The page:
Bremen Roland

The Bremen Roland is a statue of Roland, erected in 1404. It stands in the market square (Rathausplatz) of Bremen, Germany, facing the cathedral, and shows Roland, paladin of the first Holy Roman Emperor Charlemagne and hero of the Battle of Roncevaux Pass.

Bremen Roland
UNESCO World Heritage Site
Statue of Roland on the market square
LocationBremen, Germany
Part ofTown Hall and Roland on the Marketplace of Bremen
CriteriaCultural: (iii)(iv)(vi)
Inscription2004 (28th Session)
Coordinates53°04′33″N 8°48′26″E / 53.0759°N 8.80731°E / 53.0759; 8.80731Coordinates: 53°04′33″N 8°48′26″E / 53.0759°N 8.80731°E / 53.0759; 8.80731
Bremen Roland is located in Germany
Bremen Roland
Location of Bremen Roland in Germany
Bremen Roland is located in Bremen
Bremen Roland
Bremen Roland (Bremen)
Bremen Roland

Statues of Roland appear in numerous cities of the former Holy Roman Empire, as emblems of city liberties, Stadtrechte.[1] The Roland statue at Bremen is the oldest surviving example. From Bremen the symbol of civic liberty and freedom spread to other cities and has become a symbol of the new Europe. Since 1973, it is protected by the monument protection act.[2] In July 2004, along with the town hall, the statue was added to the list of UNESCO World Heritage Sites in recognition of its outstanding architecture and symbolism of an important historical figure.[3]


Roland is shown as protector of the city: his legendary sword (known in chivalric legend as Durendal) is unsheathed, and his shield is emblazoned with the two-headed Imperial eagle. The standing figure is 5.47 m tall, and stands on a 60 cm rostrum. A supporting column, crowned by a baldachin, brings the combined height to 10.21 m. The statue was carved in limestone from the Elm, and was commissioned by the city fathers to replace a wooden one burnt in 1366 by Prince-Archbishop Albert II. It confronts the church as a representation of city rights opposed to the territorial claims of the prince-archbishop.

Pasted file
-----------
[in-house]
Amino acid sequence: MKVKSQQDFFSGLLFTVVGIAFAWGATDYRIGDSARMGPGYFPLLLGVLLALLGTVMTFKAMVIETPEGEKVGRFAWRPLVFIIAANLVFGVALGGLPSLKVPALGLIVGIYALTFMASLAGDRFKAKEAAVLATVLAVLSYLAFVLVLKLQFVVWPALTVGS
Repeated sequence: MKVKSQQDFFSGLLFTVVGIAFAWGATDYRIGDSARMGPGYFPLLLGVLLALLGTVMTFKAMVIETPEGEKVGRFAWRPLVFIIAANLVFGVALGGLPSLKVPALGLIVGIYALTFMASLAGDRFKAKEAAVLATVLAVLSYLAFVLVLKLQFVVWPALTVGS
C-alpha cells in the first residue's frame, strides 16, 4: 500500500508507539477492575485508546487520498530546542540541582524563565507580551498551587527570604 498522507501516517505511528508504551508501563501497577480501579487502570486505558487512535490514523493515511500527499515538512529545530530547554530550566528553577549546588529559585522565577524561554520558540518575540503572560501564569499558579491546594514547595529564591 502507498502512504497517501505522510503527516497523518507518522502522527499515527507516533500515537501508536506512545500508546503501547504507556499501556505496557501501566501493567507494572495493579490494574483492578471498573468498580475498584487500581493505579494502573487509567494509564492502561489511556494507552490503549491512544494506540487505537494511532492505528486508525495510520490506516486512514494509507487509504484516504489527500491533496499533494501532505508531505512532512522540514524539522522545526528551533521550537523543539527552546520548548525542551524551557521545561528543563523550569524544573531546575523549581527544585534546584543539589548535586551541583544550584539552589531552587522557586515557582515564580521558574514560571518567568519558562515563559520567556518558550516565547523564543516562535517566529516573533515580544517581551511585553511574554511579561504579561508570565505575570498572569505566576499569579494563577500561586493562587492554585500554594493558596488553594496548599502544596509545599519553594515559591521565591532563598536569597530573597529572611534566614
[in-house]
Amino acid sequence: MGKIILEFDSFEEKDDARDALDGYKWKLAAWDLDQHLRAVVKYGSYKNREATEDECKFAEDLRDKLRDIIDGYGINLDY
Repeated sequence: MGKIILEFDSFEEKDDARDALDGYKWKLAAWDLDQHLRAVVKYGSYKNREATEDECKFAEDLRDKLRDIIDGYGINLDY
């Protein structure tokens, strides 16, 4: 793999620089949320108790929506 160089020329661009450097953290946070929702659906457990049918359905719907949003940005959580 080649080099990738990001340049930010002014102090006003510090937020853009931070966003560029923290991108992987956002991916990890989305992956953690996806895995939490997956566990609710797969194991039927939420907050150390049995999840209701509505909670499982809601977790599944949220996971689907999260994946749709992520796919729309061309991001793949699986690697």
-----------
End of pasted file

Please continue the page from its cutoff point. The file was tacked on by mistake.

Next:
The inscription on the shield reads: "vryheit do ik yu openbar / de karl und mēnnich vorst vorwar / desser stede ghegheven hat / des dankt gode is mīn radt"

This translates in English to: "Freedom I do manifest to you / which Karl and many noblemen indeed / have given to this place. / For this thank God, that is my advice."


According to legend, Bremen will remain free and independent for as long as Roland stands watch over the city. For this reason, it is alleged that a second Roland statue is kept hidden in the town hall's underground vaults, which can be quickly installed as a substitute, should the original fall.

Kleiner RolandEdit

Kleiner Roland in Neustadt was erected in 1737, by the 1st Neustädter Bürgerkompanie. As a result of Neustädter citizens having very limited citizenship rights since 1642. It is based on the larger Roland of 1404.[4]

It's inscription reads: "You have the big one standing there, we stand before the little one. We are not the big city, we are the little one and the appendage, but we are as much city as you are."



  1. ^ "Roland (statue)" in German Wikipedia; a further statue stands in Rolândia in southern Brazil.[circular reference]
  2. ^ "Database of Landesamt für Denkmalpflege Bremen #0067". (in German)
  3. ^ "Town Hall and Roland on the Marketplace of Bremen". UNESCO World Heritage Centre. UNESCO. Retrieved 3 September 2022.
  4. ^ "Kleiner Roland". 18 March 2014. Retrieved 25 May 2018.

External linksEdit